Week 8 Rankings & Game Flowbotics
We’re over halfway through the fantasy football regular season. You now have permission to panic. Maybe you’ve had bad luck with injuries, head-to-head matchups, or both. If you find yourself in a hole, trying to dig a way out, you probably need to steer toward more variance with your roster and the lineups you set. That means reexamining your approach to player evaluations both week-to-week and rest-of-season, at the risk of digging yourself a deeper hole.
A bad roster needs to take more chances on high variance players to create more opportunity to take down the better teams. You don’t necessarily want to move every boom-or-bust type of player up in your estimation, but you must be more willing to gamble on the ones you believe in. We generally know which players have lofty ceilings in a vacuum, but it’s their weekly matchups that give us confidence to start them. Let’s once again dive into those matchups with the Game Flowbotics spreadsheet:
The Week 8 rankings are a quick mouse-scroll away. For the space between, let’s focus on a few boom/bust options I’m intrigued by on the upcoming slate.
Mike Wallace & Chris Moore vs. MIA
Wallace is in the concussion protocol, so there’s no guarantee he’ll be active for Thursday Night Football. If he manages to play, and if Jeremy Maclin can suit up opposite him, Wallace is in a nice spot. If he sits, Chris Moore should fill his shoes. The Dolphins rank dead last in DVOA against #2 wide receivers, and they’re coming off a game where they made Josh McCown look like Dan Marino. Investing in the Ravens’ offense is unappealing, but this matchup presents a fine opportunity for production.
Kenny Stills at BAL
On the other side of the ball, Kenny Stills is a stay-away for me this week. He’s found success in DeVante Parker’s absence, but those games were against the Falcons and Jets, two teams with much softer secondaries than the one Stills faces on Thursday. The Ravens have allowed the third-fewest fantasy points to opposing wideouts. The best way to attack Baltimore’s pass defense is from the slot, and that’s Jarvis Landry’s domain. Stills is always a threat to break a big play, but the odds are more heavily against him in this contest.
Travis Benjamin at NE
New England’s atrocious pass defense to start the season is shaping up. They ranked 32nd in pass defense DVOA entering Week 6, 30th entering Week 7, and they now rank 28th. While this matchup is seemingly getting tougher, Benjamin’s production has also trended downward. He only saw one target in each the past two weeks, coinciding with the emergence of Hunter Henry and the debut of Mike Williams. So why am I higher on Benjamin than consensus? Bill Belichick typically aims to take away the opposing team’s top weapons and force less imposing players to beat him. This season, those secondary targets who’ve found success against New England have often been downfield threads like Tyreek Hill (7-133-1) Brandon Coleman (4-82-1), Bruce Ellington (4-59-1), and DeSean Jackson (5-106-0). The Pats will likely try to lock up Keenan Allen, and Benjamin leads the Chargers’ other receivers in air yards and average depth of target according to airyards.com. He’s widely available if you’re scraping the wide receiver barrel.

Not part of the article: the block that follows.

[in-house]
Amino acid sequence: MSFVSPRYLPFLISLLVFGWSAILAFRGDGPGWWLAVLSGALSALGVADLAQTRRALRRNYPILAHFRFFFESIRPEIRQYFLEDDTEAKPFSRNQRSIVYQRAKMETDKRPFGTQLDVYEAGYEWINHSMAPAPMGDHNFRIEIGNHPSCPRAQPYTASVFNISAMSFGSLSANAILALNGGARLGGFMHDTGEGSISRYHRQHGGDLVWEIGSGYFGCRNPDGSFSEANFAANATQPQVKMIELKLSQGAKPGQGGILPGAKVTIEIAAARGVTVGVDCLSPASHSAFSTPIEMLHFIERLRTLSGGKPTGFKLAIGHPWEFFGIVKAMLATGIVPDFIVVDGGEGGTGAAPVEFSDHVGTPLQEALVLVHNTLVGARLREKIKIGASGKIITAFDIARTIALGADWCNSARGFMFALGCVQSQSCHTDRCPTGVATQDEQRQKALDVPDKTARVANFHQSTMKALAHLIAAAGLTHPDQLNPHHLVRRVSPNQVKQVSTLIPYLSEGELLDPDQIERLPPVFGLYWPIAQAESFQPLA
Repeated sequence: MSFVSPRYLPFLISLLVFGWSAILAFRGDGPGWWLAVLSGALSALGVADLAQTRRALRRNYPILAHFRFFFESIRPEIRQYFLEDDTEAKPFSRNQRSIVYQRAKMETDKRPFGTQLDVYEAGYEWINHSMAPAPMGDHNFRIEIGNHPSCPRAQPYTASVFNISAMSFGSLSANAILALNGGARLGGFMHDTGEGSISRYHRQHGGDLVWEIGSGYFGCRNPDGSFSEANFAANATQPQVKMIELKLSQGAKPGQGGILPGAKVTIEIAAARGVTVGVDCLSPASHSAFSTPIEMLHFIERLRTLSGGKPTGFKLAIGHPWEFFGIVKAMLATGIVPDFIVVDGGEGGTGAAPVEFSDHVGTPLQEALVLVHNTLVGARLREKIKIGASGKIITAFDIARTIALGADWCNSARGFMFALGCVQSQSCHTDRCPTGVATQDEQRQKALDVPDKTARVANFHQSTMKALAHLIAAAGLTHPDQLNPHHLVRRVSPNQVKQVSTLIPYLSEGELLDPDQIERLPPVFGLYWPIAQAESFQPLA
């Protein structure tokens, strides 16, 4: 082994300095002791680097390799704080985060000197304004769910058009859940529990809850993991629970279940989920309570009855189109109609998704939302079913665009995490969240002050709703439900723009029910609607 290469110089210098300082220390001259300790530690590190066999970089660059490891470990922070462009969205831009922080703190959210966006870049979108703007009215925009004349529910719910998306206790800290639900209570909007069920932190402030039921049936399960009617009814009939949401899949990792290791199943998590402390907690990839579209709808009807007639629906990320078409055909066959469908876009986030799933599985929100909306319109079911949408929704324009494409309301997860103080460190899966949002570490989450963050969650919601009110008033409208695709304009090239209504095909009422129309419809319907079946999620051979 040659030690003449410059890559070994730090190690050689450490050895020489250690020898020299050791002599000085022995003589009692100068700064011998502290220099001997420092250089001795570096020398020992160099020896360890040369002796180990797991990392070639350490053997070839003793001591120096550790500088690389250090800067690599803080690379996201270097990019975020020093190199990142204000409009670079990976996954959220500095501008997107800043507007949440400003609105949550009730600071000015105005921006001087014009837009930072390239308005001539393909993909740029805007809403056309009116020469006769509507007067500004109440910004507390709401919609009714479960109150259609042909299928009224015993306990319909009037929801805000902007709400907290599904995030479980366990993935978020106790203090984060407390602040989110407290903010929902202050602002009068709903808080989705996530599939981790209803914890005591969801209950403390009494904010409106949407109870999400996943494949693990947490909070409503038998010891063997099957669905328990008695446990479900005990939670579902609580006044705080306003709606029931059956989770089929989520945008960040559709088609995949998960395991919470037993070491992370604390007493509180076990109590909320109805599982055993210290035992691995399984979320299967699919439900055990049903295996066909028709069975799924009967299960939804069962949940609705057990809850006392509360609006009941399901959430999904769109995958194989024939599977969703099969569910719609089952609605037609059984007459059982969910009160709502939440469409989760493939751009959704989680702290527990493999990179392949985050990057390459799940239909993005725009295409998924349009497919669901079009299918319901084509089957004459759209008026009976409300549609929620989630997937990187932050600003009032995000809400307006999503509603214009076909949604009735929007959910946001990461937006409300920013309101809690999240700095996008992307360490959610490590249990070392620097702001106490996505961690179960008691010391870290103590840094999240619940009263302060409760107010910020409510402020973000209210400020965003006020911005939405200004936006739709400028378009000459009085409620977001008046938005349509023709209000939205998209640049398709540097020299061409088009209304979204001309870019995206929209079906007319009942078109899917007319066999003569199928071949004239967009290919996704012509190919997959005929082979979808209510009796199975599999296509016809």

Taylor Gabriel at NYJ
I was very high on Taylor Gabriel last week. In a painful display of stupidity, I started him over Ted Ginn Jr. in one of my leagues. Gabriel had the same matchup against New England I just praised for Travis Benjamin, but I failed to account for the return of Mohamed Sanu. When both Sanu and Julio Jones are healthy, they tend to dominate targets for the Falcons. I suppose Atlanta might have wanted to target Gabriel more often against the Patriots, but couldn’t because of the thick fog in Gillette Stadium. Whether or not that’s the case, Gabriel is clearly third in the pecking order going forward. The Jets rank ninth in DVOA against #3 wideouts, holding them to 28% less yardage than the per-game NFL average. In a game where Jones and Sanu should have free reign in the secondary, I don’t trust the Falcons to get Gabriel involved, but all it takes is one big play for him to return value.
Trent Taylor at PHI
Only desperate fantasy owners need apply, but Taylor draws an Eagles defense allowing 8.3 passes and 67.9 yards per game to #3 wide receivers, compared to NFL averages of 6.8 passes and 51 yards per game to the position. The 49ers are 12.5-point underdogs in this tilt. Playing in catch-up mode, Taylor should garner at least as many targets as the five he’s seen in each of his past two games. He’s an interesting dart throw if you can stomach the fact that those targets are coming from C.J. Beathard.